Editor's Note: Some of the articles described below are not yet available at the PNAS site, but they are scheduled to be posted this week.
A team from the UK, US, and Italy explores off-target edits in an Anopheles gambiae malaria mosquito model subjected to a CRISPR-Cas9-based gene drive, using a germline-incorporated version of the Cas9 nuclease enzyme designed to prompt "super-Mendelian inheritance of the transgene by homology-directed repair." Based on their "circular in vitro reporting of cleavage sites by sequencing" (CIRCLE-seq) and targeted deep sequencing experiments on samples from three Anopheles mosquito gene drive populations, the investigators estimated that off-target mutations occur up to 1.42 percent of the time, though those off-target changes do not appear to be subject to the gene drive in the mosquitos. "The findings of this study represent an important milestone for the understanding and managing of CRISPR-Cas9 specificity in mosquitos," they write, "and demonstrates that CRISPR off-target editing in the context of a mosquito gene drive can be reduced to minimal levels."
Investigators at the University of Texas MD Anderson Cancer Center and elsewhere report on findings from an analysis of human papillomavirus (HPV)-negative head and neck squamous cell carcinomas, particularly a so-called "immune paradox" that involves immune suppression in somatic copy number alteration-rich tumors that prompt cytotoxic immune responses in precancerous forms of the disease. From genomic data generated for the Cancer Genome Atlas project, along with molecular profiles on 188 HPV-negative oral precancer cases and dozens of cell lines, the team found that specific deletions involving chromosome 9p and related JAK-STAT pathway deletions not only drive the transition from oral precancers to cancer, but also dial down cytotoxic T cell activity against tumors as well as response to anti-PD-1 immune checkpoint blockade immunotherapy.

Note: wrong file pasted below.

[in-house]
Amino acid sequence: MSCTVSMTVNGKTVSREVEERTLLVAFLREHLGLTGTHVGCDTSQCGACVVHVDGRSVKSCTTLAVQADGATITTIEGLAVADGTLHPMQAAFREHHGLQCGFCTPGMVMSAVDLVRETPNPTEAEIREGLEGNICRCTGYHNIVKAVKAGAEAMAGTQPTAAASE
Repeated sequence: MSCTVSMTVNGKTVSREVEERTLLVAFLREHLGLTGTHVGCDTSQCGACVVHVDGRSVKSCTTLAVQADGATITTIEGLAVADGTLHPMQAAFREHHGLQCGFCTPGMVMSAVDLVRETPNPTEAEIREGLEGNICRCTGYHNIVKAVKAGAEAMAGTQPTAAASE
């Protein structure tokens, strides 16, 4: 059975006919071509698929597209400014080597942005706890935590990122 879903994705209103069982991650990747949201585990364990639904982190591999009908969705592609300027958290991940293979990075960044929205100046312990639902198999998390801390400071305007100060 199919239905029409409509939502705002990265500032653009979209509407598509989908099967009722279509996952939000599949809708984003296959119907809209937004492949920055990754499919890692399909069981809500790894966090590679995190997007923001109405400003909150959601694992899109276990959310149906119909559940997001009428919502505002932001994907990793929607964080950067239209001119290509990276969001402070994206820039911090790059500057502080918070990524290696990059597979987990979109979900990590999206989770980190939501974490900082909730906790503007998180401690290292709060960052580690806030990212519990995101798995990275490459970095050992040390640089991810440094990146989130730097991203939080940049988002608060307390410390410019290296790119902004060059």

A Boston University-led team digs into precancerous lesions that turn up in bronchial tissue prior to lung squamous cell carcinoma development. Using RNA sequencing, immunohistochemistry, and other experiments in mouse models and cell cultures, the researchers saw signs that polarity within bronchial epithelial cells helps to maintain homeostasis, while conditional deletion of a gene called CRB3 led enhanced activity of the transcriptional regulators YAP and TAZ. That, in turn, prompted them to explore the consequences of deleting YAP or TAZ or inhibiting ERBB receptors targeted by YAP/TAZ-regulated genes, which appeared to repair pre-cancerous growth. "Genetic deletion of YAP/TAZ or pharmacological inhibition of ERBB receptors prevents and treats pre-cancer airway lesion development following lung epithelial damage," they write, "offering important knowledge that may guide therapeutic strategies for intercepting the development of squamous lung cancers."